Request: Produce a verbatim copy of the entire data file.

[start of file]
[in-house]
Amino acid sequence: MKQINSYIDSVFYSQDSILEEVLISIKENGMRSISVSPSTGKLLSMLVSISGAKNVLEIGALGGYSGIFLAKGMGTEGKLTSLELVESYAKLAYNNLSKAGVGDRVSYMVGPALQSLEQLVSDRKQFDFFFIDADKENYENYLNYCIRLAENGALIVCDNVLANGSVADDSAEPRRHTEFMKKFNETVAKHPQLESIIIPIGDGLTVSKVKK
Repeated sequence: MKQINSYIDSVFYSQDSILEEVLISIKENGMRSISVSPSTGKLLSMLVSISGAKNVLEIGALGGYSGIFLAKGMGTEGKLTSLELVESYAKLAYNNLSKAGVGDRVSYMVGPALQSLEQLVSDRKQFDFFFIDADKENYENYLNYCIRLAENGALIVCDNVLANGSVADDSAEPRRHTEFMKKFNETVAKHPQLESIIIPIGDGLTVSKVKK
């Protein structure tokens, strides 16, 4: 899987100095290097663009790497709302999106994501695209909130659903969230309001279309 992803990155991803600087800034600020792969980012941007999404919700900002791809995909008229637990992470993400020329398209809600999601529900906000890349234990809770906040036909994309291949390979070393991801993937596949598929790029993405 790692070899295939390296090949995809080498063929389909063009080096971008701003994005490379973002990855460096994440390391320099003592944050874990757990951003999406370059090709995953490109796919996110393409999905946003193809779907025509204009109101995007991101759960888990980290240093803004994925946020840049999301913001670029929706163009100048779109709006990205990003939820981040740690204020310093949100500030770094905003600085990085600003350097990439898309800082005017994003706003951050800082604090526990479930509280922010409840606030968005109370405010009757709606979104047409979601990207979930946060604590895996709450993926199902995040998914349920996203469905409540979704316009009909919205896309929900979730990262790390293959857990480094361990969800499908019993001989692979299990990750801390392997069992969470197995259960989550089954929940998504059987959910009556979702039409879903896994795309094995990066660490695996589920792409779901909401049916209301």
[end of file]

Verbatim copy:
[in-house]
Amino acid sequence: MKQINSYIDSVFYSQDSILEEVLISIKENGMRSISVSPSTGKLLSMLVSISGAKNVLEIGALGGYSGIFLAKGMGTEGKLTSLELVESYAKLAYNNLSKAGVGDRVSYMVGPALQSLEQLVSDRKQFDFFFIDADKENYENYLNYCIRLAENGALIVCDNVLANGSVADDSAEPRRHTEFMKKFNETVAKHPQLESIIIPIGDGLTVSKVKK
Repeated sequence: MKQINSYIDSVFYSQDSILEEVLISIKENGMRSISVSPSTGKLLSMLVSISGAKNVLEIGALGGYSGIFLAKGMGTEGKLTSLELVESYAKLAYNNLSKAGVGDRVSYMVGPALQSLEQLVSDRKQFDFFFIDADKENYENYLNYCIRLAENGALIVCDNVLANGSVADDSAEPRRHTEFMKKFNETVAKHPQLESIIIPIGDGLTVSKVKK
């Protein structure tokens, strides 16, 4: 899987100095290097663009790497709302999106994501695209909130659903969230309001279309 992803990155991803600087800034600020792969980012941007999404919700900002791809995909008229637990992470993400020329398209809600999601529900906000890349234990809770906040036909994309291949390979070393991801993937596949598929790029993405 790692070899295939390296090949995809080498063929389909063009080096971008701003994005490379973002990855460096994440390391320099003592944050874990757990951003999406370059090709995953490109796919996110393409999905946003193809779907025509204009109101995007991101759960888990980290240093803004994925946020840049999301913001670029929706163009100048779109709006990205990003939820981040740690204020310093949100500030770094905003600085990085600003350097990439898309800082005017994003706003951050800082604090526990479930509280922010409840606030968005109370405010009757709606979104047409979601990207979930946060604590895996709450993926199902995040998914349920996203469905409540979704316009009909919205896309929900979730990262790390293959857990480094361990969800499908019993001989692979299990990750801390392997069992969470197995259960989550089954929940998504059987959910009556979702039409879903896994795309094995990066660490695996589920792409779901909401049916209301």